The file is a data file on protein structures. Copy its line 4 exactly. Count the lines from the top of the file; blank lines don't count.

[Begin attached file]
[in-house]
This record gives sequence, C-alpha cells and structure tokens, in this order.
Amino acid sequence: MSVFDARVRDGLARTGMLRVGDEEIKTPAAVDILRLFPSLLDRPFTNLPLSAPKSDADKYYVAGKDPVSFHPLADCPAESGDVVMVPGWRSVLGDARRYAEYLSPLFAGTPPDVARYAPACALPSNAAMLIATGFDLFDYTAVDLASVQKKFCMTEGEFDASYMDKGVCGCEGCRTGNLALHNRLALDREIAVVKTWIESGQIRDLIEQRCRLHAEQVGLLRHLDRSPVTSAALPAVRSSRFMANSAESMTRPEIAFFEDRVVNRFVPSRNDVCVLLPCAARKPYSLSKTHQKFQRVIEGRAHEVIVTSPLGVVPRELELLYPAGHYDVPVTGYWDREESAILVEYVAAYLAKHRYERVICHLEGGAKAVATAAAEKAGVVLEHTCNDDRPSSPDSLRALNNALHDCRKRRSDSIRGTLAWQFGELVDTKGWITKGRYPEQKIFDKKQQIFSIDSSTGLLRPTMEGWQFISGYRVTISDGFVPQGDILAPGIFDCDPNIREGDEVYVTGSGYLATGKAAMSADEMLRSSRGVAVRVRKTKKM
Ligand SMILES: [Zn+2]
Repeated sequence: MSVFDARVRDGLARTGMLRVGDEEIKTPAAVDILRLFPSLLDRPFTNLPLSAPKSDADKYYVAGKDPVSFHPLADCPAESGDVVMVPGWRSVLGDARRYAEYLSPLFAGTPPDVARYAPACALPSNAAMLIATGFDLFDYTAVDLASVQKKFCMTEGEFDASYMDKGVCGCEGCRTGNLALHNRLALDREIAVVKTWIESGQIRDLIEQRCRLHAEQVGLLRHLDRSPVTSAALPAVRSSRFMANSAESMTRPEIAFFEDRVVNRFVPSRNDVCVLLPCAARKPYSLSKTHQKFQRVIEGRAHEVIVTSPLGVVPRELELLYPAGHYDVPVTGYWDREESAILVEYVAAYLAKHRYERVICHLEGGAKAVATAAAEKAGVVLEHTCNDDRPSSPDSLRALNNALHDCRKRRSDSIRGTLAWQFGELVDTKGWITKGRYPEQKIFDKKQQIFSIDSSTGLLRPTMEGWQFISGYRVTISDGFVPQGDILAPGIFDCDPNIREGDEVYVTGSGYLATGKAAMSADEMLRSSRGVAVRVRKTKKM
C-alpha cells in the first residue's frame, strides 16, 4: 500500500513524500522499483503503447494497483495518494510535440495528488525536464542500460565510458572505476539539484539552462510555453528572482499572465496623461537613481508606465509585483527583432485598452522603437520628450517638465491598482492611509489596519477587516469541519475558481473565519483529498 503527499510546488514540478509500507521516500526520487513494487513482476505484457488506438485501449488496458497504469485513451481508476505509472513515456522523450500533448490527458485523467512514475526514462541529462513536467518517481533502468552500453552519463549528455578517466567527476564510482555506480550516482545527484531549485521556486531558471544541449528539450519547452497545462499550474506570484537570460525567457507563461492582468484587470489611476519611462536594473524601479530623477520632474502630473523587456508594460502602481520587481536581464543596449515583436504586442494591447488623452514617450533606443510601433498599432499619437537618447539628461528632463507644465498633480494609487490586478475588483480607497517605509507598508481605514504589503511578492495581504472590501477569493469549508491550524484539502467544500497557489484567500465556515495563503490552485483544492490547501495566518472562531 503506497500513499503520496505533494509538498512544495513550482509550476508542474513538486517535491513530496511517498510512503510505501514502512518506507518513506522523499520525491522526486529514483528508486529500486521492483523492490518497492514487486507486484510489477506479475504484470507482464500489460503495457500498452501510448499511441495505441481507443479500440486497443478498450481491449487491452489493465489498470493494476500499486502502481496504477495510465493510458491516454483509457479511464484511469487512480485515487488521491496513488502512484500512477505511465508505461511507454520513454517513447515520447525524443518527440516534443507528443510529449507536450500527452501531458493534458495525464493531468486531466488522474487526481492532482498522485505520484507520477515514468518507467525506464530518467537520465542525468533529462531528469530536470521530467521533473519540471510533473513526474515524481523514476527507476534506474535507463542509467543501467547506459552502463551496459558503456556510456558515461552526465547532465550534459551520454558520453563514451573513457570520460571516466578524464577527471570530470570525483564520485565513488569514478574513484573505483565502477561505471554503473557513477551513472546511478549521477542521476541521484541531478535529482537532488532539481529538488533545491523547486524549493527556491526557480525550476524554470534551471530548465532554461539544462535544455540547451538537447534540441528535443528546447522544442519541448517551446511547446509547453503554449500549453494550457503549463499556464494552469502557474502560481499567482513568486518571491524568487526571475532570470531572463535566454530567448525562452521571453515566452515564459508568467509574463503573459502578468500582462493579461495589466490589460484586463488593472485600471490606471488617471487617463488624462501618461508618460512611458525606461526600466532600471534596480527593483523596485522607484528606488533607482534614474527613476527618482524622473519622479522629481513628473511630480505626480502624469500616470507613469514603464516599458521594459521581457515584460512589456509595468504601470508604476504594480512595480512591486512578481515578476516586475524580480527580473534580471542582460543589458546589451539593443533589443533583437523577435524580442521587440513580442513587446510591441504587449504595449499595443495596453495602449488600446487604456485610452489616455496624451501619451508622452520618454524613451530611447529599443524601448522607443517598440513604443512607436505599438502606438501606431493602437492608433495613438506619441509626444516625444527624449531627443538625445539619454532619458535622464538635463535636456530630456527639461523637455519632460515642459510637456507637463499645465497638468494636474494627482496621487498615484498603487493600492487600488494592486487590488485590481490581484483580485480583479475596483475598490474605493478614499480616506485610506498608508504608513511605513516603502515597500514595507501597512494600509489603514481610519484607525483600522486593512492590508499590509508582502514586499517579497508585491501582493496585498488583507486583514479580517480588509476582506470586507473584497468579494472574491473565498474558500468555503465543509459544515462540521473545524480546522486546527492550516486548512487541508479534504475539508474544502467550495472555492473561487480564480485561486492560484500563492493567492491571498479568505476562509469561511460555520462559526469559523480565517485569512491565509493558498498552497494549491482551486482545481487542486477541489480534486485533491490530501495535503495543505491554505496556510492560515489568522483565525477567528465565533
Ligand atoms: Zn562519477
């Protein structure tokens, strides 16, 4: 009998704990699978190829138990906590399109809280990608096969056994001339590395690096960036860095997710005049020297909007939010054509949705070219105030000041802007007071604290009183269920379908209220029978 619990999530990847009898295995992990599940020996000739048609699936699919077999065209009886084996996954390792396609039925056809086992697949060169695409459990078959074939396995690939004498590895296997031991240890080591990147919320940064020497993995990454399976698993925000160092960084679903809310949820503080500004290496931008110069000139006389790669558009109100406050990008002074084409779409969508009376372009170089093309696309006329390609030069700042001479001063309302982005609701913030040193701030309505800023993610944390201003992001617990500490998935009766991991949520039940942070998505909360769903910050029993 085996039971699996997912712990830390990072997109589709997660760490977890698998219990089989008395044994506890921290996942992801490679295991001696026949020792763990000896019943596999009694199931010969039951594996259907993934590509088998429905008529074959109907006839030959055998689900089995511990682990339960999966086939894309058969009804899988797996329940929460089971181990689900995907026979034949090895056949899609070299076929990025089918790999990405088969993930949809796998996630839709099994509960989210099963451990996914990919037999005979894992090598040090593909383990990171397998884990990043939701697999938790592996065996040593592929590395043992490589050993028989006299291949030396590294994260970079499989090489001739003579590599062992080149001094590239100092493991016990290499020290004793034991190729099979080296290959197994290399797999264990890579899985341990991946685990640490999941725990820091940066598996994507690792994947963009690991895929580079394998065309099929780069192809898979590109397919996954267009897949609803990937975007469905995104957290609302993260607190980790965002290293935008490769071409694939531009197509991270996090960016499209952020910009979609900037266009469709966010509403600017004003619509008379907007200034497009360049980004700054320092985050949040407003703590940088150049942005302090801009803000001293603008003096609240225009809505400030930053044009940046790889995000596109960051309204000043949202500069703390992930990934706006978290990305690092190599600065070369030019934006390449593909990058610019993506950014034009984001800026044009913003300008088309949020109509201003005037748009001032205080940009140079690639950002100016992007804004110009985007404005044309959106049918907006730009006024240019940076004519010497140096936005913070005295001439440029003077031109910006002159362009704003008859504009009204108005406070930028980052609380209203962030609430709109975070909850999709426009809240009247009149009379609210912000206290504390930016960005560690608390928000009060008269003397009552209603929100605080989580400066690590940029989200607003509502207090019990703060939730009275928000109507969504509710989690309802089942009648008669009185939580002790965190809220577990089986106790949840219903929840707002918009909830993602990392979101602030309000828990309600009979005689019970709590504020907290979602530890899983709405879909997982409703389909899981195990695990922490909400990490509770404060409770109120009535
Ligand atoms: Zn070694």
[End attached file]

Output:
Ligand SMILES: [Zn+2]